*l*

_{0}, a measure of the extent of the region where velocities are correlated) was calculated as

*a*= 6 m [where $ R v v ( r ) < 0.15$ for all trials] because the velocity correlation function [ $ R v v ( r )$] did not simply asymptote to zero for all trials. Trends were similar when

*l*

_{0}was calculated as the lag when $ R v v ( r )$ decreases to below 0.2.

We computed *S*_{2} and *S*_{3} in the alongshore with low-frequency alongshore (longitudinal) velocities, as opposed to cross-shore (transverse) velocities, consistent with Spydell and Feddersen (2009), Elgar and Raubenheimer (2020), and Elgar (2023). Structure functions were computed in the alongshore to ensure that longer lags may be resolved, which were not feasible in the cross-shore due to the insufficient foam to estimate surface velocities offshore of the surf zone and inhomogeneity of flows in the inner shelf relative to the surf zone. Structure functions computed from alongshore velocities minimized any influence of cross-shore seiching patterns on the velocity signal. Regardless, cross-shore seiching patterns at low-frequencies were small for directionally spread waves, and there was no evidence of alongshore seiching patterns (the Appendix). Finally, alongshore velocity wavenumber spectra are not presented, because the maximum length scales at which the flows were correlated were similar to alongshore length of the analysis region, thus inhibiting repeated signals that are necessary to adequately resolve the alongshore wavenumbers of the eddy field.

## IV. RESULTS

### A. *In situ* and surface velocity temporal variability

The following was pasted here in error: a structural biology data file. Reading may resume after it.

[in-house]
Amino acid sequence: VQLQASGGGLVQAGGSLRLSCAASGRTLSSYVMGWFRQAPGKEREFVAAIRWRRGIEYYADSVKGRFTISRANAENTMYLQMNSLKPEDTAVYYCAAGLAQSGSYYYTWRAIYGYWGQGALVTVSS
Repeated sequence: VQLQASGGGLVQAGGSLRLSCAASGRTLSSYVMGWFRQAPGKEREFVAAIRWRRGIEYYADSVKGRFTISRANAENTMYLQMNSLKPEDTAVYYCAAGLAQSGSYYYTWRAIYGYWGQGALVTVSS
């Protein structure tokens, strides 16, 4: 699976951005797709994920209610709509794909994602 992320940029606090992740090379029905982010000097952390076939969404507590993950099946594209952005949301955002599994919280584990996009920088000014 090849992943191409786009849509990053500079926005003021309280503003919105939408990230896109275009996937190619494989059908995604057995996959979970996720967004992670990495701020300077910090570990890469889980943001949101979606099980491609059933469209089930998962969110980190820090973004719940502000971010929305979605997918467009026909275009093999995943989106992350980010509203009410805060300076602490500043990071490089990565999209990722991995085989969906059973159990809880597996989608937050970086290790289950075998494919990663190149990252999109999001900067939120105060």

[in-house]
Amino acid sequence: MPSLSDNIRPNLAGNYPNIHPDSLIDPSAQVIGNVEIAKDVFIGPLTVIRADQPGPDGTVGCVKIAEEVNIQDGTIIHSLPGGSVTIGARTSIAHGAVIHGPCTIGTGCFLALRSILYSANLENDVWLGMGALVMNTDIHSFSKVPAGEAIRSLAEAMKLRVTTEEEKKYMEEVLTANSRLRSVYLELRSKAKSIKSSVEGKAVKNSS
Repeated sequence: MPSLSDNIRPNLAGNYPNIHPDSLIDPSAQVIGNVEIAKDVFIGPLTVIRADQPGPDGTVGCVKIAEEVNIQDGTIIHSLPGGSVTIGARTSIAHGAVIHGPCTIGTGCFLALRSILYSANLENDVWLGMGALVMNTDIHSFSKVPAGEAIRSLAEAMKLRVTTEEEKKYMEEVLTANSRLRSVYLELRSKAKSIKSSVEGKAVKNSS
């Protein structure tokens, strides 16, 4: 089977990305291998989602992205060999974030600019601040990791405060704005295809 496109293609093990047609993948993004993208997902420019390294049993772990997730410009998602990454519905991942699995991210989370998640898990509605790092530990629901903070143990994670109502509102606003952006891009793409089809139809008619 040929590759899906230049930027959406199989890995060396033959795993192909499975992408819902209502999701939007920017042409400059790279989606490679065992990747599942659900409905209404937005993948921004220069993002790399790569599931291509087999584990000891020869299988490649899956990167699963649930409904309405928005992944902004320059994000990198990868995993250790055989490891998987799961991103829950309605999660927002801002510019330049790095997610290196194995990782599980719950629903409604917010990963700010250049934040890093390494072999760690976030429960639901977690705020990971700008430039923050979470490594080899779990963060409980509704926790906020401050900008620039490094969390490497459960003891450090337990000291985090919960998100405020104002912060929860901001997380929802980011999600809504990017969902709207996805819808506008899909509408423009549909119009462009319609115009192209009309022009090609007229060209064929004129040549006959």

Low-frequency (8 s median filtered) surface velocities are compared with *in situ* velocities. These comparisons are for higher-frequency surface velocity estimates than previous surfzone studies (i.e., at timescales on the order of 4 waves; Chickadel , 2003; Anderson , 2021; and Elgar , 2023). Alongshore surface velocities agree reasonably well with near-bottom *in situ* velocities [Figs. 4(b), 4(d), 5(b), and 5(d)], while cross-shore surface velocities are less consistent with near-bottom *in situ* velocities [Figs. 4(a), 4(c), 5(a), and 5(c)]. Generally, surface and *in situ* velocities are better correlated for directionally spread waves relative to unidirectional waves as well as in the inner surf zone relative to the outer surf zone (Table II). Surface and *in situ* 1 min averaged velocities are more correlated (*r*) than the 8 s median filtered velocities (e.g., 1-min averaged velocity correlations for the inner surf zone: $ r u =$ 0.69, $ r v =$ 0.93 and outer surf zone: $ r u =$ 0.48, $ r v =$ 0.72 for all *in situ* sensors in trial *G2d* and Fig. 5, black circles) with little bias for the alongshore velocities (e.g., 1 min averaged velocity bias: <0.01 m/s). *In situ* and surface alongshore velocity auto-spectra are not statistically different, while *in situ* and surface cross-shore velocity auto-spectra are only statistically different at $ f \u2248 0.04$ Hz for inner surfzone velocities and *f* < 0.015 Hz for outer surfzone velocities (not shown).

Measurement . | Statistic . | G1a
. | G1c
. | G1d
. | G2d
. |
---|---|---|---|---|---|

Onshore u | In situ σ (m/s) _{u} | 0.08 | 0.07 | 0.07 | 0.06 |

Surface σ (m/s) _{u} | 0.07 | 0.11 | 0.11 | 0.10 | |

RMSD (m/s) | 0.10 | 0.11 | 0.10 | 0.08 | |

r | 0.73 | 0.43 | 0.52 | 0.58 | |

s | 0.61 | 0.64 | 0.81 | 0.87 | |

Bias (m/s) | 0.08 | 0.00 | 0.03 | 0.03 | |

Onshore v | In situ σ (m/s) _{v} | 0.03 | 0.06 | 0.07 | 0.07 |

Surface σ _{v} | 0.02 | 0.10 | 0.11 | 0.08 | |

RMSD (m/s) | 0.04 | 0.08 | 0.08 | 0.05 | |

r | -0.07 | 0.61 | 0.62 | 0.82 | |

s | -0.03 | 0.91 | 0.96 | 0.97 | |

Bias (m/s) | 0.00 | 0.02 | 0.00 | 0.00 | |

Offshore u | In situ σ (m/s) _{u} | 0.08 | 0.10 | 0.10 | 0.09 |

Surface σ (m/s) _{u} | 0.08 | 0.09 | 0.08 | 0.06 | |

RMSD (m/s) | 0.11 | 0.11 | 0.11 | 0.11 | |

r | 0.33 | 0.50 | 0.42 | 0.41 | |

s | 0.33 | 0.45 | 0.34 | 0.28 | |

Bias (m/s) | 0.06 | 0.05 | 0.04 | 0.07 | |

Offshore v | In situ σ (m/s) _{v} | 0.02 | 0.04 | 0.04 | 0.03 |

Surface σ (m/s) _{v} | 0.02 | 0.06 | 0.06 | 0.04 | |

RMSD (m/s) | 0.03 | 0.05 | 0.05 | 0.04 | |

r | 0.19 | 0.53 | 0.56 | 0.53 | |

s | 0.21 | 0.80 | 0.90 | 0.58 | |

Bias (m/s) | 0.00 | 0.00 | 0.00 | 0.00 |

Measurement . | Statistic . | G1a
. | G1c
. | G1d
. | G2d
. |
---|---|---|---|---|---|

Onshore u | In situ σ (m/s) _{u} | 0.08 | 0.07 | 0.07 | 0.06 |

Surface σ (m/s) _{u} | 0.07 | 0.11 | 0.11 | 0.10 | |